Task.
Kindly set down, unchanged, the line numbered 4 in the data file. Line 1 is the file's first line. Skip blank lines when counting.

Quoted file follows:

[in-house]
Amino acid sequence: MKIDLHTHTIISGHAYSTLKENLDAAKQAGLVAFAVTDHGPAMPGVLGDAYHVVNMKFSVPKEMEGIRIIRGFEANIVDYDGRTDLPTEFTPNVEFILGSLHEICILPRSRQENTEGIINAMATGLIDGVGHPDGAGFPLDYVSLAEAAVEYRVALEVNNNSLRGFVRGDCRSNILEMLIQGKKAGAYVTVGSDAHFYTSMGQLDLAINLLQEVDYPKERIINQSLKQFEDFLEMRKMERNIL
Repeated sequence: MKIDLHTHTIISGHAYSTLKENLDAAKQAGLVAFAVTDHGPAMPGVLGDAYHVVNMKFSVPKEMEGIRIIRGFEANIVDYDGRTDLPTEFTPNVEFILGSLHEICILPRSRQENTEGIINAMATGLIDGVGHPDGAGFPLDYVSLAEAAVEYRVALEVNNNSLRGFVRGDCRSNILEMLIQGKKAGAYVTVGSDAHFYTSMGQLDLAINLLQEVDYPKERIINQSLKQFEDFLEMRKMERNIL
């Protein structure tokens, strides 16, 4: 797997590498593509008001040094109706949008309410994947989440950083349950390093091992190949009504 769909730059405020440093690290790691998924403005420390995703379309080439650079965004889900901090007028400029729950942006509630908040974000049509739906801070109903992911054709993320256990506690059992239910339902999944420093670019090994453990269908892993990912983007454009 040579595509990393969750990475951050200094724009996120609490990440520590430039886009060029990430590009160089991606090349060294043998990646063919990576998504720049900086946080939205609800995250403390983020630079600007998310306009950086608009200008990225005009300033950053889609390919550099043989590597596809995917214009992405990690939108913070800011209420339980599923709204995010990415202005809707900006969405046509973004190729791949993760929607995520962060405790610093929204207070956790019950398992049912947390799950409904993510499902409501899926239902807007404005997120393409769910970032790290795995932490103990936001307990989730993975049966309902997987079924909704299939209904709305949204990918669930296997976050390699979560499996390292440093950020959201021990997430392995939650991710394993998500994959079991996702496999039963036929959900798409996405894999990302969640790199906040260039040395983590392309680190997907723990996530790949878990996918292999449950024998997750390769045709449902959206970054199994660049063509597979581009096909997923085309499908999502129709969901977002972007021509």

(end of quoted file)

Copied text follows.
């Protein structure tokens, strides 16, 4: 797997590498593509008001040094109706949008309410994947989440950083349950390093091992190949009504 769909730059405020440093690290790691998924403005420390995703379309080439650079965004889900901090007028400029729950942006509630908040974000049509739906801070109903992911054709993320256990506690059992239910339902999944420093670019090994453990269908892993990912983007454009 040579595509990393969750990475951050200094724009996120609490990440520590430039886009060029990430590009160089991606090349060294043998990646063919990576998504720049900086946080939205609800995250403390983020630079600007998310306009950086608009200008990225005009300033950053889609390919550099043989590597596809995917214009992405990690939108913070800011209420339980599923709204995010990415202005809707900006969405046509973004190729791949993760929607995520962060405790610093929204207070956790019950398992049912947390799950409904993510499902409501899926239902807007404005997120393409769910970032790290795995932490103990936001307990989730993975049966309902997987079924909704299939209904709305949204990918669930296997976050390699979560499996390292440093950020959201021990997430392995939650991710394993998500994959079991996702496999039963036929959900798409996405894999990302969640790199906040260039040395983590392309680190997907723990996530790949878990996918292999449950024998997750390769045709449902959206970054199994660049063509597979581009096909997923085309499908999502129709969901977002972007021509």